The Sikh Flag – Nishan Sahib
The Sikh flag is a saffron-coloured triangular-shaped cloth, usually reinforced in the middle with Sikh insignia in blue. It is usually mounted on a long steel pole (which is also covered with saffron-coloured cloth) headed with a Khanda. The Sikh flag is often seen near the entrance to the Gurdwara, standing firmly on the platform, overlooking the whole building. Sikhs show great respect to their flag as it is, indeed, the symbol of the freedom of the Khalsa.Nishan Sahib is a triangular shaped Kesri (Dark Yellow or blue) coloured cloth with or inscribed on it in the middle hoisted on a pole below a steel Khanda.
It is said words “Waheguru Ji Ki Fateh” in Punjabi script (Victory of God) was inscribed on the Nishan Sahib of Guru Gobind Singh Ji. During Maharaja Ranjit Singh’s times words “Akal Sahai” in Punjabi script were unscribed on the Nishan Sahib. During times Sikh Misals, “Nishan Walia” Misal used to provide Sikhs for carrying Nishan Sahib to all the Misals during battles. Nishan Sahib on Pole of suitable height is hoisted on all Gurdwaras. This indicates the location of the Gurdwara.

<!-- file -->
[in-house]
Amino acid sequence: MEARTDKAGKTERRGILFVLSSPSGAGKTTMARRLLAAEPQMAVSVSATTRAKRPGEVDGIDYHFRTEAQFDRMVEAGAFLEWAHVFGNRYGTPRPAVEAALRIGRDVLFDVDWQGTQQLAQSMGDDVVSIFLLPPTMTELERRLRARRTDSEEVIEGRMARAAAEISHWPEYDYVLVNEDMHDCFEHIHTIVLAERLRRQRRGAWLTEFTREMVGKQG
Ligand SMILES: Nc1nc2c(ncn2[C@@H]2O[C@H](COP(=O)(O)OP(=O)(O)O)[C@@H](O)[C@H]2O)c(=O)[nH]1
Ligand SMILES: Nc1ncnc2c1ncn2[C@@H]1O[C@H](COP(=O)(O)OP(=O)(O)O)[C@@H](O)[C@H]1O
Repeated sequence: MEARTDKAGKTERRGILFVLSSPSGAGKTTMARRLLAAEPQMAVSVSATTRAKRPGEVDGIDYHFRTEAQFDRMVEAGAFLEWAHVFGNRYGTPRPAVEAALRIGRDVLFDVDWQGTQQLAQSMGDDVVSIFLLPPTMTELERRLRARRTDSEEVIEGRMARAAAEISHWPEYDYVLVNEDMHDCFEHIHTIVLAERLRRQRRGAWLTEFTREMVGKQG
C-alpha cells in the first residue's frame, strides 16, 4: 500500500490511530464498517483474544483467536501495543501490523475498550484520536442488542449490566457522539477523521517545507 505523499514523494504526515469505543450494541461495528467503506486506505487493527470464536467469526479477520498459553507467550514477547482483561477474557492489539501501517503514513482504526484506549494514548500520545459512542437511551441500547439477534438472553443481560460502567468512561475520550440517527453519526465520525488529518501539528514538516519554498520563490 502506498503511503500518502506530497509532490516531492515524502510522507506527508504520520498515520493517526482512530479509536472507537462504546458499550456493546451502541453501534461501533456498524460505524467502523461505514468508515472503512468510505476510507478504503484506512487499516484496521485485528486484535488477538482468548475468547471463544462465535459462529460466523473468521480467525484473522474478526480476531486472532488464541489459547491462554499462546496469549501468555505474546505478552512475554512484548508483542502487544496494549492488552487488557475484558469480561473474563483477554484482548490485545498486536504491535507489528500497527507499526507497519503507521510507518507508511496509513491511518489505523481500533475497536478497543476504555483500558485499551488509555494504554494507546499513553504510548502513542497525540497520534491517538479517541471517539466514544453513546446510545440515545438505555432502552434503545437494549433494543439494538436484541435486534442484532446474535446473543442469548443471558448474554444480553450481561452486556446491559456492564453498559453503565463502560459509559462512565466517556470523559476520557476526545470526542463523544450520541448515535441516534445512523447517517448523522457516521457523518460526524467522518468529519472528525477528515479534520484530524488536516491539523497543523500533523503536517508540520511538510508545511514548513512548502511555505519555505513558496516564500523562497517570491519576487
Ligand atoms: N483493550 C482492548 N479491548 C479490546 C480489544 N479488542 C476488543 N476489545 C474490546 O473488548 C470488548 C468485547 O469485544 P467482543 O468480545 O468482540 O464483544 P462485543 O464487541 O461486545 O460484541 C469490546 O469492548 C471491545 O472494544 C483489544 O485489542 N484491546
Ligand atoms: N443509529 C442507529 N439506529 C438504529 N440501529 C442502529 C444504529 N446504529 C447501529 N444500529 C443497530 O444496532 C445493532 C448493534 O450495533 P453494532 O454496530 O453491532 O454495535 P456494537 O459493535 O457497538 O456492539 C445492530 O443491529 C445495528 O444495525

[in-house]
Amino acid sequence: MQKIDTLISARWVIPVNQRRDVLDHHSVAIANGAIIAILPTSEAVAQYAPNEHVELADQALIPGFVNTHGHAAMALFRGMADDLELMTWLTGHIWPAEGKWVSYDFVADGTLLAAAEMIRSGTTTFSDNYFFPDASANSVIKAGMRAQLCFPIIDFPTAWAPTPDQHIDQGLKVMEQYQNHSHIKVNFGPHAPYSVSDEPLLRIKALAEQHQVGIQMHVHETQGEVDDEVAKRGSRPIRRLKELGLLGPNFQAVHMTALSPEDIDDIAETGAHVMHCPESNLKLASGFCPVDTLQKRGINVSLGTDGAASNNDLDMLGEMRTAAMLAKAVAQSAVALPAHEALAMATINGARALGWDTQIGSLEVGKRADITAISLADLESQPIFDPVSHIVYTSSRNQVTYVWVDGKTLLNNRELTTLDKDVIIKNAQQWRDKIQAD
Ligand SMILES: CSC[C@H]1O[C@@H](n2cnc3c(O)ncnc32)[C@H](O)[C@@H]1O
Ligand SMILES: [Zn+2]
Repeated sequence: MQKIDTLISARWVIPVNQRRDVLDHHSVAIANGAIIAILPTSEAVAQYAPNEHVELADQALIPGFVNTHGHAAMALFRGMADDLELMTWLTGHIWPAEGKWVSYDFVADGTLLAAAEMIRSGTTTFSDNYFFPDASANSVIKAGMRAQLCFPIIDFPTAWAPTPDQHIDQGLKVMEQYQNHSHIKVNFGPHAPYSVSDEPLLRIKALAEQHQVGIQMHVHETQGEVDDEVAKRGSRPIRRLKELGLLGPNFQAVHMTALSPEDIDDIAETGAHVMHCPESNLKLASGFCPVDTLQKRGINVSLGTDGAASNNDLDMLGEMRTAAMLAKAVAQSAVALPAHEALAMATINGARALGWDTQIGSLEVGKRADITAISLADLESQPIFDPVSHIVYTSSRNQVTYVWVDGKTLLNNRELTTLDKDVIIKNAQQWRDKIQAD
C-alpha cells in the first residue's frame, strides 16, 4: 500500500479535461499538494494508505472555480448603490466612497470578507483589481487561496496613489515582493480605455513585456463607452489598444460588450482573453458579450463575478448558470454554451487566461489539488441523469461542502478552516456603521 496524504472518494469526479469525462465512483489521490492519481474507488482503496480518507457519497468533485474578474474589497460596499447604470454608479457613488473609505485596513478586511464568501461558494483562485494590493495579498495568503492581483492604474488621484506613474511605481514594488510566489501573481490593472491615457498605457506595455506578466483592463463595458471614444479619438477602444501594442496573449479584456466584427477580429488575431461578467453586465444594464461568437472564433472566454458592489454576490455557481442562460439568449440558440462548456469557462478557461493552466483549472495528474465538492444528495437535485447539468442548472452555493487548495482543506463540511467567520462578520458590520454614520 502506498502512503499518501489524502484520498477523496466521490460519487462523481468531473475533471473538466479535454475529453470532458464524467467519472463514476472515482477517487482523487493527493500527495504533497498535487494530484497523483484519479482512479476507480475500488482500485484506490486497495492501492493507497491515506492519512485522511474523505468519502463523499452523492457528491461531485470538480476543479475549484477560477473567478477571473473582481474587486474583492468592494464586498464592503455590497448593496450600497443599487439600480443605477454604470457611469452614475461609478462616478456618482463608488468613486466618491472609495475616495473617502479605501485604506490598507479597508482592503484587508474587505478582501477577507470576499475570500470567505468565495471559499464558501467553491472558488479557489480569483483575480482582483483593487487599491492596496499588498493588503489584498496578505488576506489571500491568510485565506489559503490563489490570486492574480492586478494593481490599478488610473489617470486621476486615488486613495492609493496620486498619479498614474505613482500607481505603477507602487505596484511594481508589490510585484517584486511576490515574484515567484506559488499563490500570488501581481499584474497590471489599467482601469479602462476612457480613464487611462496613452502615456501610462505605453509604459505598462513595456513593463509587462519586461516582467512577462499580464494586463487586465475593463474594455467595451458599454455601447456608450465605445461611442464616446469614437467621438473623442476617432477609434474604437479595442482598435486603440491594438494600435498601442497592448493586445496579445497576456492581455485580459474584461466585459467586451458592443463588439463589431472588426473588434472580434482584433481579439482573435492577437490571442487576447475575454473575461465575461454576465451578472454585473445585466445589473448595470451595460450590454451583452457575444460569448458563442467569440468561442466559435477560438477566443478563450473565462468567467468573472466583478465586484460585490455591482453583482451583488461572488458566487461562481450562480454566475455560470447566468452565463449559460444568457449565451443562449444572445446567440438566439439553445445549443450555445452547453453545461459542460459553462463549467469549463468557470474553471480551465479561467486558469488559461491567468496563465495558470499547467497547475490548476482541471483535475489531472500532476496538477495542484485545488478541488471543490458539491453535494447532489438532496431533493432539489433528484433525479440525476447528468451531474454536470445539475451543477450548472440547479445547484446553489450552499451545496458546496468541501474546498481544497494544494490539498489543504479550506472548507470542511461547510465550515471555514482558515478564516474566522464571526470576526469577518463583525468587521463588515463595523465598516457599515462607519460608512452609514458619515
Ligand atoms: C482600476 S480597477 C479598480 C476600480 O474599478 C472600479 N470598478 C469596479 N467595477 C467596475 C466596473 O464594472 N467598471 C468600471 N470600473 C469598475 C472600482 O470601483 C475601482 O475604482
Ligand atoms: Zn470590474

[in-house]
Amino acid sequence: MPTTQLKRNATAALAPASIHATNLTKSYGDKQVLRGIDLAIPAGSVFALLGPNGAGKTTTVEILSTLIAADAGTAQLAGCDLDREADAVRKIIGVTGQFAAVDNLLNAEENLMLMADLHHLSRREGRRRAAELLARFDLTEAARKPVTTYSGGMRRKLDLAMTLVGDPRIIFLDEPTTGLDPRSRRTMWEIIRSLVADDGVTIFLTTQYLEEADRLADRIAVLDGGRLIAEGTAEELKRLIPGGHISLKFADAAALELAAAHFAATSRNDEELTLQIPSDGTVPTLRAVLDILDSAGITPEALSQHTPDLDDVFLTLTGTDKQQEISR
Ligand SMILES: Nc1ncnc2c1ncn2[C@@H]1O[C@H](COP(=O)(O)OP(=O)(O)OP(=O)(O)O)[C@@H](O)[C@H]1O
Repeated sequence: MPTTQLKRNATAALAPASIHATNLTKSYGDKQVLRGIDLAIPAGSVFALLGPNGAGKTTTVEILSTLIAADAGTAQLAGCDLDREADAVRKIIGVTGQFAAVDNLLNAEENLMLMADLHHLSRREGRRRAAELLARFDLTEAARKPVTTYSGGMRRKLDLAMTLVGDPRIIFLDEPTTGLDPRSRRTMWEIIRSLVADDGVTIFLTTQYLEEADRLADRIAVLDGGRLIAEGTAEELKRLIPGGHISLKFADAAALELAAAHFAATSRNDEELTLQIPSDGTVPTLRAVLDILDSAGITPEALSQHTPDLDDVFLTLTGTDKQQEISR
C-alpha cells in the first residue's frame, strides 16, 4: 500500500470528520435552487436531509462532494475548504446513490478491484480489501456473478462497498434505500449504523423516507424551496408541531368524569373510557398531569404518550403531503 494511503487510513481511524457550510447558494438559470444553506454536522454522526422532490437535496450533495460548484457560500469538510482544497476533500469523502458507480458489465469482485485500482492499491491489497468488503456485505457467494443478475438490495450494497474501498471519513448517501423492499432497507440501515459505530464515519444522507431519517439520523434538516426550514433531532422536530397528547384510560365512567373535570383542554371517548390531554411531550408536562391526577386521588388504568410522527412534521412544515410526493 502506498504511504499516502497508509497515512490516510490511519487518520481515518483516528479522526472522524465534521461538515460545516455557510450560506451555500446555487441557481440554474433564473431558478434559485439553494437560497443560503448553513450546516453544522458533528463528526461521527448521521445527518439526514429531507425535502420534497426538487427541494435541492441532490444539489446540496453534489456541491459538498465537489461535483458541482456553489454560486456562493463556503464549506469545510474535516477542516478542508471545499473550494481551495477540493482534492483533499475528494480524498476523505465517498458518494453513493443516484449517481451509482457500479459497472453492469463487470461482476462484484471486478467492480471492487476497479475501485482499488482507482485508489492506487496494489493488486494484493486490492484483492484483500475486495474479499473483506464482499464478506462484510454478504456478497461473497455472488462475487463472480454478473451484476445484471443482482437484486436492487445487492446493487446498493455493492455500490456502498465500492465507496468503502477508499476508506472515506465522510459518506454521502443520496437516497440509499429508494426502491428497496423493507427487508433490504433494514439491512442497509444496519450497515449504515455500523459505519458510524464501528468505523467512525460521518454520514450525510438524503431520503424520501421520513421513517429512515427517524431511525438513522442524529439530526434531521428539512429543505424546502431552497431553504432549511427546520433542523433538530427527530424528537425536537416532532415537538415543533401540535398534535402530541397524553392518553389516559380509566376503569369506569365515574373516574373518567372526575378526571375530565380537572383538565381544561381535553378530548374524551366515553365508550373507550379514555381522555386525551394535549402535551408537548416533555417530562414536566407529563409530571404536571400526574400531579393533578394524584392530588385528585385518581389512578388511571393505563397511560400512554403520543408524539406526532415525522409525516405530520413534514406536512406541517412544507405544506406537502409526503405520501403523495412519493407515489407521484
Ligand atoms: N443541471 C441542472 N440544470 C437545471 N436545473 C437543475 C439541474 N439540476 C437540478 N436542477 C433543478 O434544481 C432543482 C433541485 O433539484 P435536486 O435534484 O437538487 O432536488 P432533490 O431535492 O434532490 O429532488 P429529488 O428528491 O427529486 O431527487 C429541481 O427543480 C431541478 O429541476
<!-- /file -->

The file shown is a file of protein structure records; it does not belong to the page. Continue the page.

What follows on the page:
Once, Nishan Sahib bearer named Bhai Alam Singh fell in the hands of Mughal enemy forces during a battle. He was told to throw the flag or else, his hand would be chopped off. Bhai Alam Singh replied that in that case he would keep holding the flag with his feet. Then he was told that if his feet would also be cut off.
Bhai Alam Singh replied that in such eventuality he would hold it with his mouth. “In case, his head is also cut, then what he will do?” he was asked. Bhai Alam Singh replied with confidence, “The Guru whose flag he was carrying well take care of it.” This is the as how the Nishan Sahib was held in great esteem by the Sikhs in those days
- Brief Introduction
- The Sikh Gurus
- Khalsa : Saint – Soldier
- Fundamentals of Sikhism
- The Sikh Philosophy
- The Message of Sikhism
- The Scriptures
- The Sikh Prayers
- The Sikh Shrines
- The Sikh Symbols
World Gurudwaras will strive to be most comprehensive directory of Historical Gurudwaras and Non Historical Gurudwaras around the world.The etymology of the term ‘gurdwara’ is from the words ‘Gur (ਗੁਰ)’ (a reference to the Sikh Gurus) and ‘Dwara (ਦੁਆਰਾ)’ (gateway in Gurmukhi), together meaning ‘the gateway through which the Guru could be reached’. Thereafter, all Sikh places of worship came to be known as gurdwaras.
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